Unknown forever―

Truer than midnight, truer than the sun―

Liquid ocean brother’s dream the man who is not quite god and not quite alive, revivifying entire this broad moment of an equation that we have only begun to grasp―

It’s Saturday Night, Live from Los Angeles!

God let me touch your cathode face.

© 2013 Robin Wyatt Dunn

Robin Wyatt Dunn lives in The Town of the Queen of the Angels, El Pueblo de la Reina de Los Angeles, in Echo Park.  He is 33 years old.  You can find him at

To Dust A Man Off by Ahimaaz Rajesh

March 25, 2013 Comments Off on To Dust A Man Off by Ahimaaz Rajesh

He remained where he was left — the chair in the drawing room — and now, there he’s been well past two weeks. He’d get up and go every now and then to take dump and to pee. That was it; otherwise, he remained where he was left. She’d bring him food from time to time, and snacks & tea. That was pretty much it.

“You don’t feel the need to come fetch him?” she once asked a friend on the phone. Her friend, she comes to visit now and then, and every time when she leaves — or most of the time — she leaves something she brings along behind. It could be a feather hat, it could be an empty wallet, or it could be a pearl stud —just something she’d leave behind, taking with her the left behind.

‘I don’t really know,’ the friend answered, failing at her reminiscing, sounding reasonably honest. Every time — or most of the time — when the friend would come back the following week, she’d find what she’d left behind right in the same spot she’d left it, and it would — most often — be clean, dusted. You know how swiftly the dust settles on any and all things, especially in cities.

‘This thing, it gathers dust awful swift,’ said the moving man from Dusters & Movers. It would be prudent, she’d thought then, to have him moved back to where he belonged. She’d be leaving home for a while, and this thing isn’t like other things. You know how a ball or a book, when left in one place for too long, never gives you a look when you return home. This thing isn’t like those things, not at all like them. It looks at you, like there’s something terribly wrong with you.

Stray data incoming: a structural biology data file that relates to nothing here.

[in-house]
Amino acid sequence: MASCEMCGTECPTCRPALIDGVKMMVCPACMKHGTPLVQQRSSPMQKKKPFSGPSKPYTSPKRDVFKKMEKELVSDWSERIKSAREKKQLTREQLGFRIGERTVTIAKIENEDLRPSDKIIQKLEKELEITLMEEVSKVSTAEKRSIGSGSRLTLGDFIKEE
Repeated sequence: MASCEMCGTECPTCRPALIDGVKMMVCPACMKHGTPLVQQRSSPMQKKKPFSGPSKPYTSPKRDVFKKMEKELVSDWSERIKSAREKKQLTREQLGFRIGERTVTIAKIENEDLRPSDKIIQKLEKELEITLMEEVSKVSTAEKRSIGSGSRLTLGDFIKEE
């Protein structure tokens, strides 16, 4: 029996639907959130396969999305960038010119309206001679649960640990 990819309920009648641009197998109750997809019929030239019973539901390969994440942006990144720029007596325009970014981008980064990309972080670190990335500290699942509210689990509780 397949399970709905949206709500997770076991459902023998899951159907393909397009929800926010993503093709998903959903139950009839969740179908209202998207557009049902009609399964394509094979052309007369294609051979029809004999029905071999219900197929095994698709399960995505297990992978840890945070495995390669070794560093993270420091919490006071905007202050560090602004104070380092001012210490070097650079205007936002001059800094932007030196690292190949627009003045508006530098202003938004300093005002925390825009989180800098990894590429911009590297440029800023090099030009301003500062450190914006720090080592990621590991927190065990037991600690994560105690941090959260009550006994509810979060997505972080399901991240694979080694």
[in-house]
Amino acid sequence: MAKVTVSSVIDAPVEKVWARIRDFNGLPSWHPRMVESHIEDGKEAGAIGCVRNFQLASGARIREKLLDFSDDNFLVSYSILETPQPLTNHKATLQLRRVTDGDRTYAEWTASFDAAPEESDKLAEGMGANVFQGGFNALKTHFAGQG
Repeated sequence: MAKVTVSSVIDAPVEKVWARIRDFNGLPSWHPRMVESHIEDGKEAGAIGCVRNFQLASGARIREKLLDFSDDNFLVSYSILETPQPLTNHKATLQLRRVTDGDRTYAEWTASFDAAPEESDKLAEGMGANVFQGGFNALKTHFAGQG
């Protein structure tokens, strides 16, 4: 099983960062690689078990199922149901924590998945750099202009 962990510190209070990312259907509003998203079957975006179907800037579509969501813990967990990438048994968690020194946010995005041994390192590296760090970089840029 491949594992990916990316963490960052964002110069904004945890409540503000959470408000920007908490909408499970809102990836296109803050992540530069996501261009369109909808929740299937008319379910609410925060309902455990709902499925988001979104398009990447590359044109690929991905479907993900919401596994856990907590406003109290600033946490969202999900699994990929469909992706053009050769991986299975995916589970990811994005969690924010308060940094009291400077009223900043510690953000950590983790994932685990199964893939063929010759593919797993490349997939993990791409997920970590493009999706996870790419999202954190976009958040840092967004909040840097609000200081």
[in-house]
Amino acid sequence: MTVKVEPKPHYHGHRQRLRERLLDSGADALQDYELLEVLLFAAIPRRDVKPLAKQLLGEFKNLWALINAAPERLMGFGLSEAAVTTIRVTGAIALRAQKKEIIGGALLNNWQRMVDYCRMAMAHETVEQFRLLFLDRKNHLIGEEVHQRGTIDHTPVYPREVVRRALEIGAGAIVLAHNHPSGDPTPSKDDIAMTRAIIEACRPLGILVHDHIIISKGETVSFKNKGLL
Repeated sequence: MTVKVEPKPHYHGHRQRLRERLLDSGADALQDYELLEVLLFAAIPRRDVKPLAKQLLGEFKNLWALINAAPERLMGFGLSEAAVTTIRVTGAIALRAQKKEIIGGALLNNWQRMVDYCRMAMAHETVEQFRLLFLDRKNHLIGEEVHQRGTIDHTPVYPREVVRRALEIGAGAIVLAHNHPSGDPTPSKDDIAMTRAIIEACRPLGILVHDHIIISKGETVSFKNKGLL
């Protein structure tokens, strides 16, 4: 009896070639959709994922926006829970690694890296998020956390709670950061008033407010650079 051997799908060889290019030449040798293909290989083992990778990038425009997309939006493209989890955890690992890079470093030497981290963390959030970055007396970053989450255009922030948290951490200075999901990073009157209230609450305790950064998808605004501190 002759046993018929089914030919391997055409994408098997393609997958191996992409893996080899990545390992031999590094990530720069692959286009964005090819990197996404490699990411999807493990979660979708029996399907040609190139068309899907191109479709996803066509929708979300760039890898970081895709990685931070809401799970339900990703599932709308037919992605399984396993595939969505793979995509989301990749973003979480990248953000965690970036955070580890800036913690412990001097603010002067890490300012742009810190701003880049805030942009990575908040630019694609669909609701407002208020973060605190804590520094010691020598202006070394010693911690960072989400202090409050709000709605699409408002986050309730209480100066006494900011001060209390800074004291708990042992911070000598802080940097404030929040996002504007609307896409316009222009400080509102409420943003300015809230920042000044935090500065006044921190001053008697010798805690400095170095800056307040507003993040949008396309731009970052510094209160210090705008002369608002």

‘I would’ve dusted it myself were it a pen or a notebook,’ replied the woman just so the moving man wouldn’t feel the brunt of the task at hand. For the mover man, though, nothing about the situation seemed strange or in any way unique.

She smiled and thanked the moving man in earnest, and then he was gone, the wheeled casket-basket fastened to that chariot called truck. The thing inside of it, dusted and wrapped, was to be paid for by the recipient.

© 2012 Ahimaaz Rajesh

Ahimaaz Rajesh lives in India, works for bread, writes to breathe. Visit him at his blog:

Clean Up by Robin Wyatt Dunn

March 11, 2013 Comments Off on Clean Up by Robin Wyatt Dunn

And you who seek to die, what are you?  Only symptoms, or messengers?  The pained of the world, written for us to see and witness and remember?

Oh you thousand suicides of my latest Los Angeles month.  I clean up the blood.  Sometimes I dream of it. Sometimes I work to regulate its exposure, the camera of my mind, but my heart is beating for a waking world of wrought things, meanings we can understand, to work our weapons in, our words.

Today was Georgia Pannaque, 48 years old — electrocution. The cat seemed electrocuted too, had perhaps been that way for years, like it was ready to molt.

All flesh is grass for the great lawnmower of God, of course, I grant you that immediately, and we can quite properly statisticate her entry for our planning purposes:  so many overweight bodies rendered into meat per capita as the effluents of air and water rise, as the decay accelerates, as our government threatens, as our minds are worried into some new shape we cannot see.

And you who choose to live, I amongst you, who are we? What fell world do we make now? If we are building a nightmare, we had best prepare our masks.

Politics, of course; I’m sorry but I speak of politics. Not social planning. I do not accept dioramas or plastic volcanoes.

Polis, Pole Star of the West Coast, our dream of Lem’s Solaris in California, our tight-winding dream of horror. Los Angeles: our duties are fast increasing. I call out to you:  I count your flesh, and watch your words, hoping that tomorrow it will be revolution.